10. Plan ahead Although you don’t know when home studying will end, plan ahead to the next holiday. Know what you’ve got coming up next week and the week after, just like you do at school for every half term. It will keep you focused.

Let me know how you get on and look out for my next postcard.

Mrs Smart

School’s Out

I may have wished for my independent learning program to have a real impact but I NEVER expected most of the children in the UK to have to develop their independent learning skills quite so quickly.

What a week! In the strange world of Social Distancing,this is my classroom for the foreseeable future whist I am teaching remotely. School’s out for now – for me, the students I teach and my own three children who have returned home early from Uni or had their A levels and GCSE exams cancelled. But the learning can’t stop.

This blog started as a way of documenting my school-based project but I’m repurposing it into a way for me to stay in touch with my students and offer some support to them through the uncertainty of the next few weeks and months. I’m going to try to offer hints and tips for any ‘quaran – teens’ to make the most of learning independently. So spread the word if you feel it helps.

Let’s do this.

Growing Effective Independent Learners

Research project is ready to launch I’ve spent the last term reading, researching and making contact with senior leaders in other schools about workable strategies that they use to improve outcomes for students without putting the students, themselves or their staff under unnecessary pressure. Easy gains is what I’m after. Different and smarter ways of working – not putting in extra hours. There is a heap of excellent research-based learning out there and that has informed the design of my program.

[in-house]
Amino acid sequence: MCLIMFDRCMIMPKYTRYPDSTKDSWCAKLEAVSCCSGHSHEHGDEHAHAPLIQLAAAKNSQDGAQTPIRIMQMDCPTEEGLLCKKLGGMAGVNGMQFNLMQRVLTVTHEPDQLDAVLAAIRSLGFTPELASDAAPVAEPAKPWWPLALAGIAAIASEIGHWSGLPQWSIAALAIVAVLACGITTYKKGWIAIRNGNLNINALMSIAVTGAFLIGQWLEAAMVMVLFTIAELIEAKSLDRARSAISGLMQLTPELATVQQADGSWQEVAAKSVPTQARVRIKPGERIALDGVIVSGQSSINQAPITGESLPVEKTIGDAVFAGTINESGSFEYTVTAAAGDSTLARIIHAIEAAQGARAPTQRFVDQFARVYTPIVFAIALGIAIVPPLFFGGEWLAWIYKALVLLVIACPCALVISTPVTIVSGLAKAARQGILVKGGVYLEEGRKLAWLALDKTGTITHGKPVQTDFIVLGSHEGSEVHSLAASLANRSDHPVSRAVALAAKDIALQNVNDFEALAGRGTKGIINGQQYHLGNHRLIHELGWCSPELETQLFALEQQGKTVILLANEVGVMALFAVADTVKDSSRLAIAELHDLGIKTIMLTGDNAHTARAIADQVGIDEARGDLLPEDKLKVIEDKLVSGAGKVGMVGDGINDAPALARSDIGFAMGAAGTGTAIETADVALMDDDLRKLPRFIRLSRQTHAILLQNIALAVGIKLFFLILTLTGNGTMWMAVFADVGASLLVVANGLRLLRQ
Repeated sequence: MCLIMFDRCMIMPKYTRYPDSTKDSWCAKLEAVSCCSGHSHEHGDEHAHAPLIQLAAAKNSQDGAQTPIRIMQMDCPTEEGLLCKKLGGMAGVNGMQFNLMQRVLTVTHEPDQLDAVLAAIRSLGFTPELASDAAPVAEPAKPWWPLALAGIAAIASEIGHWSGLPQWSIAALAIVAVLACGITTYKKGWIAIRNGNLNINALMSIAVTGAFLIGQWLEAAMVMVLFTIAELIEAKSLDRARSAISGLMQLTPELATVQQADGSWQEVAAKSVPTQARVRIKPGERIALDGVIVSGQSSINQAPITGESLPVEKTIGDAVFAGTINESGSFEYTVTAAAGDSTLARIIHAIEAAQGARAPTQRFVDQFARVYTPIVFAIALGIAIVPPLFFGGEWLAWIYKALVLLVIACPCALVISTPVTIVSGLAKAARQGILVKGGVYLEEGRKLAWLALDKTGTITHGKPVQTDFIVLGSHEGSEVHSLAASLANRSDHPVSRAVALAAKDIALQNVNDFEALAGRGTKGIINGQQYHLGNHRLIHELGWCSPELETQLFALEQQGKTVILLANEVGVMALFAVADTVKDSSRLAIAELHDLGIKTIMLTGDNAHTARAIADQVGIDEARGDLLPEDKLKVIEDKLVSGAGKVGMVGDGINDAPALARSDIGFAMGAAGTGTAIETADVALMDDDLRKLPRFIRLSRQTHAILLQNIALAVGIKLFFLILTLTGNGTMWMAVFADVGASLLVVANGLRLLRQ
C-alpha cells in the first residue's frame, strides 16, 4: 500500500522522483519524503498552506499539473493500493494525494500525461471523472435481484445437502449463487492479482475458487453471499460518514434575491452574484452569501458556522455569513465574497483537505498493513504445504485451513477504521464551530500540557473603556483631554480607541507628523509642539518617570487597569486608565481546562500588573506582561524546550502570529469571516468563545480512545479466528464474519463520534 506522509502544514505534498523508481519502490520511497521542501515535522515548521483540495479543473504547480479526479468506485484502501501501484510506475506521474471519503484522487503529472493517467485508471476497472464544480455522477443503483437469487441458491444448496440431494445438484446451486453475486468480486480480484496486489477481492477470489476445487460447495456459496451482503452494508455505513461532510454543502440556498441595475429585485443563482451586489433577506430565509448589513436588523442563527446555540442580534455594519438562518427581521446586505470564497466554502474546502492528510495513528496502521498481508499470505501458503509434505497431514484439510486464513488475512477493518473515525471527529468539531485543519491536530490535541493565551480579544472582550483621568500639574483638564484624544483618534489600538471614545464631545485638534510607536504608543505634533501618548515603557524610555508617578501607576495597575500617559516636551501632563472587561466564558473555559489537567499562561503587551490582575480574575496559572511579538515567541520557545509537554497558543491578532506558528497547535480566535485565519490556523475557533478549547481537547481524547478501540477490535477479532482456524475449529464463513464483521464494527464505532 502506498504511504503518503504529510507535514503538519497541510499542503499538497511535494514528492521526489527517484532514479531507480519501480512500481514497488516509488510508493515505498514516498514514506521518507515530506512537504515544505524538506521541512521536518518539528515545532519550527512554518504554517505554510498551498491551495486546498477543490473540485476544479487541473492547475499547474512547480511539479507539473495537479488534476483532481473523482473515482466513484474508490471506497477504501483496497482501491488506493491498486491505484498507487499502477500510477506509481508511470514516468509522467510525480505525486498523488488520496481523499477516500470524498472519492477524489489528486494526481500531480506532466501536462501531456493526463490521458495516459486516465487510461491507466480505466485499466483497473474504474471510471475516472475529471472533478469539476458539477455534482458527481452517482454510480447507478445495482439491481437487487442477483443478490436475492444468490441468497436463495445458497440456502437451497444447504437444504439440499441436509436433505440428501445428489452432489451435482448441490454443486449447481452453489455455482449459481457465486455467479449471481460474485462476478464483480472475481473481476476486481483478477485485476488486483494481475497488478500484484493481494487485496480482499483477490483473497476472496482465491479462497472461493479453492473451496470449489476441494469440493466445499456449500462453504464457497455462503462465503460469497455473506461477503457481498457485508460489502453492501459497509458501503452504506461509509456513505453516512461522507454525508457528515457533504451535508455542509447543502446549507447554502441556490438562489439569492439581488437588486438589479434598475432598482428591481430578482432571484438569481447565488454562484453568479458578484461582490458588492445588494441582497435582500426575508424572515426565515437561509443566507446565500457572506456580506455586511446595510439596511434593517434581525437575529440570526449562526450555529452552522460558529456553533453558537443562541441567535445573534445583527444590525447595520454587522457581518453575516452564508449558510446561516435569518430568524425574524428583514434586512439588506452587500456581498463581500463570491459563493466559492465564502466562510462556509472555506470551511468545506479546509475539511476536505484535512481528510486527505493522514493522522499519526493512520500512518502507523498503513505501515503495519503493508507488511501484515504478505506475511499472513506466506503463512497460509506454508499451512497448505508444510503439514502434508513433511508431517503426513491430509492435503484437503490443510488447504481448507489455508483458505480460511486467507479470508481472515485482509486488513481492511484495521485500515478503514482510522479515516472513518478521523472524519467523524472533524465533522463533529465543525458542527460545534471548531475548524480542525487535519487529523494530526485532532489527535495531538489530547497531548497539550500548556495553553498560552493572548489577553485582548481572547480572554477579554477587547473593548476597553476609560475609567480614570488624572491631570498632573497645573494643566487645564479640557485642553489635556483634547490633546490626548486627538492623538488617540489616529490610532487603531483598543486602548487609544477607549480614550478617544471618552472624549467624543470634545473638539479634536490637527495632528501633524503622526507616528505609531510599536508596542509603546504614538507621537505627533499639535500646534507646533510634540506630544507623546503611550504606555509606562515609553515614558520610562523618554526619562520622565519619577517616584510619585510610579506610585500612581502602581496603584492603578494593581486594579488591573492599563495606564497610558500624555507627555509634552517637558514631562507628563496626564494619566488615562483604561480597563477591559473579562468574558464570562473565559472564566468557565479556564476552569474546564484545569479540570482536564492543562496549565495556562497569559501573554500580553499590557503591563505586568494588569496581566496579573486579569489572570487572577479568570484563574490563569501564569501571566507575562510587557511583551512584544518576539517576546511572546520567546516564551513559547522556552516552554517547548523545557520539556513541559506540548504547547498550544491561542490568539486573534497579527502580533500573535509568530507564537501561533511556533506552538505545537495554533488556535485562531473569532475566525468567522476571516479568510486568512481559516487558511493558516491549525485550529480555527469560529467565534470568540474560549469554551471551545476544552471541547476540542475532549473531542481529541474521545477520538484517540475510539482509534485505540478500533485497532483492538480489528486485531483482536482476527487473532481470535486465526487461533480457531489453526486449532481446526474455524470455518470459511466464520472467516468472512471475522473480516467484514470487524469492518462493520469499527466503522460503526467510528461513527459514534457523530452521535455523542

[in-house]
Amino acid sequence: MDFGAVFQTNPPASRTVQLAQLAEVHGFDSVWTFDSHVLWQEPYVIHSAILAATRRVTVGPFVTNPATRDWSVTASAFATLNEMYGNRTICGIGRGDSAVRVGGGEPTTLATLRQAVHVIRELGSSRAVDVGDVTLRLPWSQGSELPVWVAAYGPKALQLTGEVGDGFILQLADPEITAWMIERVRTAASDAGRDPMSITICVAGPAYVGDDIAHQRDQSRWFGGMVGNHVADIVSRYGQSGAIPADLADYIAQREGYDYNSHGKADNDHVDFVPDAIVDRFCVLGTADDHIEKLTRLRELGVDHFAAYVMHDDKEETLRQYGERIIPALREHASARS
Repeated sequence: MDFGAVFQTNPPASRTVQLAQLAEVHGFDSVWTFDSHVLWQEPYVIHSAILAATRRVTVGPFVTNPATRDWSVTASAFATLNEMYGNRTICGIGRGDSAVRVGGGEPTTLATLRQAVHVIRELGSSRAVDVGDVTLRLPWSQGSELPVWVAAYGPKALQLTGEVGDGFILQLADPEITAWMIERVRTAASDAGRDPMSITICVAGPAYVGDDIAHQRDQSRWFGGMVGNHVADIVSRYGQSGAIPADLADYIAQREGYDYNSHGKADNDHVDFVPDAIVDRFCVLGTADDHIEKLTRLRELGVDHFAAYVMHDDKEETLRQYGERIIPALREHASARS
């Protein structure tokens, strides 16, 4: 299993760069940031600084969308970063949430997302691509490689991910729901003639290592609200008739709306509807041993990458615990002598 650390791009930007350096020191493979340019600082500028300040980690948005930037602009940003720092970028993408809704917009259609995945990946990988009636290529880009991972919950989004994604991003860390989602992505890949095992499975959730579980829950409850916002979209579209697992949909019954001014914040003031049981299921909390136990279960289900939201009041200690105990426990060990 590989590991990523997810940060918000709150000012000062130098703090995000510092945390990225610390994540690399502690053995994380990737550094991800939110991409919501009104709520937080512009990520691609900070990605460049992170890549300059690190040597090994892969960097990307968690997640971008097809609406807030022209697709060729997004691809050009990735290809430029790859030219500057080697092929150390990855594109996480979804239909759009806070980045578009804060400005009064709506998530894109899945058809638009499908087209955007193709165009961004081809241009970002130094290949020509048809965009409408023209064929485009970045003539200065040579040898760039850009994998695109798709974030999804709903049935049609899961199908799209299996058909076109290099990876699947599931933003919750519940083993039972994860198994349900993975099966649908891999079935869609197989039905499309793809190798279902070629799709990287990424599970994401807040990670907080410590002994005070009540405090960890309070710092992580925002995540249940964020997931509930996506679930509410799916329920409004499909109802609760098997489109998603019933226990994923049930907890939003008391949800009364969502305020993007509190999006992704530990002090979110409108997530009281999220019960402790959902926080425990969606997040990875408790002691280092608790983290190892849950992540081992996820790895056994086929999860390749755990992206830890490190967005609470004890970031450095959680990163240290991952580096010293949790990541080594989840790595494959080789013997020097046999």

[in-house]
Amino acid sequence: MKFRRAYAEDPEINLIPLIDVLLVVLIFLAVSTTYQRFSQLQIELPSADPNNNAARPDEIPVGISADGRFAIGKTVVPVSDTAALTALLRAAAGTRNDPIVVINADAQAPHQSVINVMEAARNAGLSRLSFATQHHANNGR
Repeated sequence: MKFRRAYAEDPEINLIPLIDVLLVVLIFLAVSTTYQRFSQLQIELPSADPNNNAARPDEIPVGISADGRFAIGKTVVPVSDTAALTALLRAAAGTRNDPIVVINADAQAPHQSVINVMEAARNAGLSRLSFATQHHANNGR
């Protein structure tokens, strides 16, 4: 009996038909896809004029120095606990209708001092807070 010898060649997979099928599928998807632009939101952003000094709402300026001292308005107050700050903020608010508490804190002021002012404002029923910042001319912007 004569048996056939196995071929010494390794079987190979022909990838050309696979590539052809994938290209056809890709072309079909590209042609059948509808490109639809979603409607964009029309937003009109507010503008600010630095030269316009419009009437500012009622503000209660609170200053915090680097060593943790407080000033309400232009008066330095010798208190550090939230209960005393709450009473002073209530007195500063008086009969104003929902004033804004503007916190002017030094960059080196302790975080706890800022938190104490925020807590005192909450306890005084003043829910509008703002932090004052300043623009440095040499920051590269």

It’s a pilot, under construction with some year groups, whilst proceeding apace with others. I have a team of teachers across all departments working with me, some handpicked by me and other volunteers. We have vision, bags of energy, a determination to create something worthwhile for the teachers and the students at the school – and home-baked cake. Having established level descriptors for reporting on independent learning and devised some tutorial materials, now we’ll be looking at the great activities that are already happening in the school to promote independent learning and finding ways to share and celebrate them all.

 

Back to school

I’m dipping a toe in the water and getting back into the business of school leadership after a very extended break away. I have a pile of reading to complete in preparation and a lot of plates to spin during the course of this academic year.

There has been an explosion in recent years of evidence based research to guide teachers – subject-based and whole school. Thousands of teachers are connecting via Twitter to share resources and spend their free time attending CPD, often on Saturdays and during school holidays. This is a good thing. Teaching is as much about learning as it is about imparting knowledge, igniting a spark and fanning the flames of enthusiasm, sowing a seed that will grow into a lifetime of learning and guiding your charges through the forest of knowledge that surrounds them at school. It’s about walking alongside your students. That’s why I sit the exams my students do in real time every year! Never forget what it is like to be a student.

This is one of the guiding principles for the school project on independent learning which I’ll be leading over the next school year as part of my senior leadership qualification. Twenty years ago before I had my own children, when I was a senior leader in a secondary school in Bath there were few excellent books to read and little sharing of resources and best practice. Times have changed – and mostly for the better.

I’m going to get my head down into the planning of my project and all the associated reading. Once it’s up and running I’ll be providing updates here.

See you after Christmas I expect.